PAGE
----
XB-ART-57454Sci Rep January 1, 2020; 10 (1): 17326.
Non-junctional role of Cadherin3 in cell migration and contact inhibition of locomotion via domain-dependent, opposing regulation of Rac1.
Classical cadherins are well-known adhesion molecules responsible for physically connecting neighboring cells and signaling this cell-cell contact. Recent studies have suggested novel signaling roles for "non-junctional" cadherins (NJCads); however, the function of cadherin signaling independent of cell-cell contacts remains unknown. In this study, mesendodermal cells and tissues from gastrula stage Xenopus laevis embryos demonstrate that deletion of extracellular domains of Cadherin3 (Cdh3; formerly C-cadherin in Xenopus) disrupts contact inhibition of locomotion. In both bulk Rac1 activity assays and spatio-temporal FRET image analysis, the extracellular and cytoplasmic Cdh3 domains disrupt NJCad signaling and regulate Rac1 activity in opposing directions. Stabilization of the cytoskeleton counteracted this regulation in single cell migration assays. Our study provides novel insights into adhesion-independent signaling by Cadherin3 and its role in regulating single and collective cell migration.
PubMed ID: 33060598
PMC ID: PMC7567069
Article link: Sci Rep
Genes referenced: cdh1 cdh2 cdh3 fn1 rac1
Morpholinos: rac1 MO3
Article Images: [+] show captions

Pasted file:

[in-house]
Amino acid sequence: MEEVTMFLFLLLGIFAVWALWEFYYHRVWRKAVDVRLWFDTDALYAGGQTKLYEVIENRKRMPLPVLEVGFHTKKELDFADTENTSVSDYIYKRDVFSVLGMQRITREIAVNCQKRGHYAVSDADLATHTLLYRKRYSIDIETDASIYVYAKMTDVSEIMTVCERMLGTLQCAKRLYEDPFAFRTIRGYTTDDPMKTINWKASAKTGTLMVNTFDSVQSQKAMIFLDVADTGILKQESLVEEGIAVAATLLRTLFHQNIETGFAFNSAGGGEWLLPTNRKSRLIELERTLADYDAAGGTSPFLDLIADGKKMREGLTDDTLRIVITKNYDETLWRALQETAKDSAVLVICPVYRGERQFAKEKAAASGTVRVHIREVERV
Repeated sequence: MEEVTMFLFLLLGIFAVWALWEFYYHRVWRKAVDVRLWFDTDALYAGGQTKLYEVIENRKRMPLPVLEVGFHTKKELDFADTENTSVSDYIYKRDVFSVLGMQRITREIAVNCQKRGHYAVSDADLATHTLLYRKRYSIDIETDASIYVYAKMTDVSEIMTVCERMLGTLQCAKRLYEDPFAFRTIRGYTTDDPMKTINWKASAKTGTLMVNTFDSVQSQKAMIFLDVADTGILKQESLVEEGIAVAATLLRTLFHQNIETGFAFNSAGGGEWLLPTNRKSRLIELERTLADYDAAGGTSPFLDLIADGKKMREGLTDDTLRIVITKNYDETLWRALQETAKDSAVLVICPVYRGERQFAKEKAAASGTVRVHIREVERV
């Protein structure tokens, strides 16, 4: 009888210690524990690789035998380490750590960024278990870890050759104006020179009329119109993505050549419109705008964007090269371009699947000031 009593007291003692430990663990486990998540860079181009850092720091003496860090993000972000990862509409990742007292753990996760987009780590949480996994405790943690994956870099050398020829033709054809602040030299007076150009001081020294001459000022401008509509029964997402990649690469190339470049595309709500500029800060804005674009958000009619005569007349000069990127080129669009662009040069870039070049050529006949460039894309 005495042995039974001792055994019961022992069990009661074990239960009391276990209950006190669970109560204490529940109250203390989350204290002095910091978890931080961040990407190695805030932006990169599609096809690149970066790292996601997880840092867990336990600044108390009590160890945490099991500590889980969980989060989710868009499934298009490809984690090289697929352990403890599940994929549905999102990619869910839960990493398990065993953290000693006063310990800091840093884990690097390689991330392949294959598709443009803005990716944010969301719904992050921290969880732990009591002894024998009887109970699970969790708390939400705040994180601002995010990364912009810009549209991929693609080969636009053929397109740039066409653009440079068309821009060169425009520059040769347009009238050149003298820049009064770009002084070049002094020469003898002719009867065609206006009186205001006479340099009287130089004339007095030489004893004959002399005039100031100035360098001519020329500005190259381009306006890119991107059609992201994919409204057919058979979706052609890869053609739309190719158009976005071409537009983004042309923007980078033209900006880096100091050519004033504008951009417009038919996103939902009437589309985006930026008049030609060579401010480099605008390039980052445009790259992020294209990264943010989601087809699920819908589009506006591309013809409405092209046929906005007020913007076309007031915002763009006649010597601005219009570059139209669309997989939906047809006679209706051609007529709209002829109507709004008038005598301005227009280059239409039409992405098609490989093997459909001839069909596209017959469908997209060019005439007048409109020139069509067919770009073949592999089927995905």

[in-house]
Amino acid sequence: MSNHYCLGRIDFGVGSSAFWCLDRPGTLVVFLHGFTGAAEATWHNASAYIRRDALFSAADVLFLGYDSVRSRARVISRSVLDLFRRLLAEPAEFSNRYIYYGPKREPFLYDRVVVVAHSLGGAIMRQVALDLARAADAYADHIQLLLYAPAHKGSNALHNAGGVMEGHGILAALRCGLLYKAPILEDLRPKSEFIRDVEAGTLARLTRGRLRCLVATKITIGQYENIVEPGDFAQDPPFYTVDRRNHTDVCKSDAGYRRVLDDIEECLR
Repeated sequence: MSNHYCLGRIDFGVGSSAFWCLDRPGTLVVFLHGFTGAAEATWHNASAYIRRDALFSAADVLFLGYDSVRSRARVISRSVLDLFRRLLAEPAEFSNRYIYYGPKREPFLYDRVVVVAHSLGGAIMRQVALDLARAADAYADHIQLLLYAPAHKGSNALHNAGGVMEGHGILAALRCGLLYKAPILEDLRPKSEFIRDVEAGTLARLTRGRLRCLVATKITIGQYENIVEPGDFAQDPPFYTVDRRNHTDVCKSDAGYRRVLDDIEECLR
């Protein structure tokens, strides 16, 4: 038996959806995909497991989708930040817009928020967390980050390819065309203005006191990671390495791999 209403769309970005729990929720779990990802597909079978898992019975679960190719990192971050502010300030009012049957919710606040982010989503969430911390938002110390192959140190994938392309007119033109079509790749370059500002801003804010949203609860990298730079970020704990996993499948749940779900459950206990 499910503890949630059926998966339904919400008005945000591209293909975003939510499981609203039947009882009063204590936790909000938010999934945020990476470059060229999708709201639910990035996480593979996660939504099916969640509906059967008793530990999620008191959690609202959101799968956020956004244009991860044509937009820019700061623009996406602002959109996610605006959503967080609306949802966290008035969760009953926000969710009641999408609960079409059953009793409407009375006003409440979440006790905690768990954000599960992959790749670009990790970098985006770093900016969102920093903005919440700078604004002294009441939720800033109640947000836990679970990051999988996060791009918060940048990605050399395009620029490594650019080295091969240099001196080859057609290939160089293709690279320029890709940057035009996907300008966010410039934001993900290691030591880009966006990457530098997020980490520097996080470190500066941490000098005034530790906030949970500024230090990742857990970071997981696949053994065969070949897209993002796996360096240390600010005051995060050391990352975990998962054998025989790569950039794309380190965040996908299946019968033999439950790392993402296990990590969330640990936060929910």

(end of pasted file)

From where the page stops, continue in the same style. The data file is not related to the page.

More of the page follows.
|Figure 1. Cell migration assays using Xenopus gastrula stage embryonic mesendoderm; contact inhibition of locomotion (CIL) in collective migration, CIL in single migratory cells, and directionality of single motile cells. (A) Schematic of intravital imaging of mesendoderm closure in Xenopus embryo from stage 11.5. Animal cap ectoderm was removed, and the lip and outer surface of the mesendodermal mantle was placed in contact with a fibronectin-coated cover glass. The right-side image shows the mesendoderm mantle observed with a stereomicroscope. (B) Frames from a confocal time-lapse showing closing mesendoderm mantle expressing membrane-targeted GFP (dotted lines indicate the boundaries). A difference in the expression level of GFP indicates the different origins of opposing sides. (C) Progressive rates of closure from five embryos. Progress of the leading edge from the start time point to closure at each time point is shown. The arrow indicates the time of the collision. After the collision, cell migration stops. (D) Frames from a representative sequence showing lamellipodia retraction. The leading-edge on the darker cell is indicated by yellow arrowheads; the leading edge lamellipodia retracts after touching the brighter opposing cell. (E) Representative frames from a brightfield time-lapse sequence of colliding single mesendodermal cells. The trajectories are shown with blue lines. WT mesendodermal cells change migration direction after the collision. (F) The geometry of single-cell CIL kinetic analysis with a migratory cell (light brown) and an opposing cell (dark brown). (G) Vector plot of a set of wild type (WT) cell collisions (blue arrow—incoming cell; red arrow—mean angle post-collision; dotted circle radius 1—same velocity before and after collision). The mean value of the angle taken by the departing cell (incident angle = 0°) is calculated for a number of collisions (N). Statistical significance is calculated for a circular distribution of post-collision angles (p). (H) Schematic for measurement of directionality (left) and tracked paths of single migrating cells (right). All scale bars are 20 µm. The illustrations were drawn using Adobe Illustrator Version 24.1.1 (https://www.adobe.com/products/illustrator.html).|